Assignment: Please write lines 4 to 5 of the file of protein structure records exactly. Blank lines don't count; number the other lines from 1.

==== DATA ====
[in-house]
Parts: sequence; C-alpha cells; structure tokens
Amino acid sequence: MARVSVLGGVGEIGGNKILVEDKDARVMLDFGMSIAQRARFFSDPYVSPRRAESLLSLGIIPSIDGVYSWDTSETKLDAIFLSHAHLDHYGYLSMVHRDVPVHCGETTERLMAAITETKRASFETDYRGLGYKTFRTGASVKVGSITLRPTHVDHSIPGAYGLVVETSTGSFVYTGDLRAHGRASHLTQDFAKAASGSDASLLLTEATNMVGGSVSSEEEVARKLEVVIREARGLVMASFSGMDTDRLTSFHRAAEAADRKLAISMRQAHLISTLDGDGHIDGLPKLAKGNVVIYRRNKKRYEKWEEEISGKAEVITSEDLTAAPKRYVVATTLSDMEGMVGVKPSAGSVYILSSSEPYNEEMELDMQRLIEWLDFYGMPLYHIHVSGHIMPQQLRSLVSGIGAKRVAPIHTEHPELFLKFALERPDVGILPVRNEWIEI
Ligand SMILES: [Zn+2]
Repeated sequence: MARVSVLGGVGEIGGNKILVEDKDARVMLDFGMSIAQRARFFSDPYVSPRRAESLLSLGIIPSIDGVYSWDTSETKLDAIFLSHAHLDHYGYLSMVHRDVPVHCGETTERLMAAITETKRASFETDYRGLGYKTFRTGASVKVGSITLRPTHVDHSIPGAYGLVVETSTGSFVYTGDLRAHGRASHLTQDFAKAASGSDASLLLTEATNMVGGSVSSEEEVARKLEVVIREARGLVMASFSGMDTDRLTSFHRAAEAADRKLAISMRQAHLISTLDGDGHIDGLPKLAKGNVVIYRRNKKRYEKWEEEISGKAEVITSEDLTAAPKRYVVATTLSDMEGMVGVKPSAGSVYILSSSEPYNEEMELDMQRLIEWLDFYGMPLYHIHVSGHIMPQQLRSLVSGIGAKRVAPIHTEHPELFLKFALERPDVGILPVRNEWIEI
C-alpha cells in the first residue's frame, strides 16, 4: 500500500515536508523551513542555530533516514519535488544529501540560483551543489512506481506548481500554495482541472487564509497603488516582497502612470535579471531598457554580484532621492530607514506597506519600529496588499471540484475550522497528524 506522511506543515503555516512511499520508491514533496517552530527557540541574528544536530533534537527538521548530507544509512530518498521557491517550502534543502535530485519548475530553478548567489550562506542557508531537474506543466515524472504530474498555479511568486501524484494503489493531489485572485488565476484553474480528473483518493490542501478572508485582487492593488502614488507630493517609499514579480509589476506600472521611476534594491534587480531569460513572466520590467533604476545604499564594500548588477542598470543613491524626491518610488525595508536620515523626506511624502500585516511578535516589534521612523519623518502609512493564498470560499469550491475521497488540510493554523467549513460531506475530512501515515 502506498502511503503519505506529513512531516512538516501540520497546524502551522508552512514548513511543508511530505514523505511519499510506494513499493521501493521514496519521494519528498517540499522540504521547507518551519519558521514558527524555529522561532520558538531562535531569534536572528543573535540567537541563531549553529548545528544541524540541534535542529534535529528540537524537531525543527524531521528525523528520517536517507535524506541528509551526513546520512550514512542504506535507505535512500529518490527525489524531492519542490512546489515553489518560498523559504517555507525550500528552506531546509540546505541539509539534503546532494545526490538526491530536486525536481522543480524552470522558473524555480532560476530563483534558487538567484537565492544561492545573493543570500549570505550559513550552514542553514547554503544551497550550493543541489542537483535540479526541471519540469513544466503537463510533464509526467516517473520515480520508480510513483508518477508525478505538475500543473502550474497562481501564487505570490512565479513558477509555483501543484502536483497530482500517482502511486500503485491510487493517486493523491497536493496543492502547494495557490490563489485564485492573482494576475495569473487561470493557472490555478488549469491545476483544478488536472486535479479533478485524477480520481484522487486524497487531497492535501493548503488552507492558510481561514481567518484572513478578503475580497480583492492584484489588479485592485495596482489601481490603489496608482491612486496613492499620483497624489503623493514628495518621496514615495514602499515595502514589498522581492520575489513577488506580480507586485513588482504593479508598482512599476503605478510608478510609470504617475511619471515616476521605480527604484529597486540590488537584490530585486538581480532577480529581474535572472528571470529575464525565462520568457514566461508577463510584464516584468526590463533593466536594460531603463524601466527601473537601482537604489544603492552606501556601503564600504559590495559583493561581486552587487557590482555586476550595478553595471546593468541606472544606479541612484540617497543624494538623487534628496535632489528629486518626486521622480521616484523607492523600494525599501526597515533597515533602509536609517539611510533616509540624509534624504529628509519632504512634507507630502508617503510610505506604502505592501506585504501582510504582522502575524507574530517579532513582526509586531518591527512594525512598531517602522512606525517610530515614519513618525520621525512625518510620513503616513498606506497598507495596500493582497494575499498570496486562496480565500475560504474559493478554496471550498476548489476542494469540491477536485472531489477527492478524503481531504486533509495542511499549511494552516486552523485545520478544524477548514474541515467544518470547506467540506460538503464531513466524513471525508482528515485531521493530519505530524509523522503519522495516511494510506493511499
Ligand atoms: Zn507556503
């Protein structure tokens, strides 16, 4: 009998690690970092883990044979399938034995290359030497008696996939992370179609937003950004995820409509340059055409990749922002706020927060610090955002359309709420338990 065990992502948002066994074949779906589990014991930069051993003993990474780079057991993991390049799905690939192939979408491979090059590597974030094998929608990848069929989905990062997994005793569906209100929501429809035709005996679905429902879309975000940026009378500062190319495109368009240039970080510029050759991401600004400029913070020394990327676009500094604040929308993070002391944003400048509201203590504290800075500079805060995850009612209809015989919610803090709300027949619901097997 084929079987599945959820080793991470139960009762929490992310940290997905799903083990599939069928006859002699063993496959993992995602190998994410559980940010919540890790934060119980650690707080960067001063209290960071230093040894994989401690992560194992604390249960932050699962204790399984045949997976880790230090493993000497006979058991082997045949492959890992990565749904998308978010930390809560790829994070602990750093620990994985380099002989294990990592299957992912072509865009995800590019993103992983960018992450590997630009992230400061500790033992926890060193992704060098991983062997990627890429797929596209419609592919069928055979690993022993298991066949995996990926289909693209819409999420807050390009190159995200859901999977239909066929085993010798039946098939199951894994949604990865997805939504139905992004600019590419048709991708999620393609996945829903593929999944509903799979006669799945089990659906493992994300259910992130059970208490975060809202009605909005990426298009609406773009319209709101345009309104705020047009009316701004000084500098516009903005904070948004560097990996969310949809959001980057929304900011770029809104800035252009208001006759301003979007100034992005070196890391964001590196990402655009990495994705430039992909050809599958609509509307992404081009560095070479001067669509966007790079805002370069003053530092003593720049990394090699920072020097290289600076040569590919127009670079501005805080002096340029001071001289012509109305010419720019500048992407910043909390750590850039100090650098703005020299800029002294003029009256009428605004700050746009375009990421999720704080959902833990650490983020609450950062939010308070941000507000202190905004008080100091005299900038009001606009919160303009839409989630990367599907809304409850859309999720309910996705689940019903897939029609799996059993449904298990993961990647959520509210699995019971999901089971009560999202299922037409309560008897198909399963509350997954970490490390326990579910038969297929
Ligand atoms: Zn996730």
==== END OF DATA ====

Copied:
Ligand SMILES: [Zn+2]
Repeated sequence: MARVSVLGGVGEIGGNKILVEDKDARVMLDFGMSIAQRARFFSDPYVSPRRAESLLSLGIIPSIDGVYSWDTSETKLDAIFLSHAHLDHYGYLSMVHRDVPVHCGETTERLMAAITETKRASFETDYRGLGYKTFRTGASVKVGSITLRPTHVDHSIPGAYGLVVETSTGSFVYTGDLRAHGRASHLTQDFAKAASGSDASLLLTEATNMVGGSVSSEEEVARKLEVVIREARGLVMASFSGMDTDRLTSFHRAAEAADRKLAISMRQAHLISTLDGDGHIDGLPKLAKGNVVIYRRNKKRYEKWEEEISGKAEVITSEDLTAAPKRYVVATTLSDMEGMVGVKPSAGSVYILSSSEPYNEEMELDMQRLIEWLDFYGMPLYHIHVSGHIMPQQLRSLVSGIGAKRVAPIHTEHPELFLKFALERPDVGILPVRNEWIEI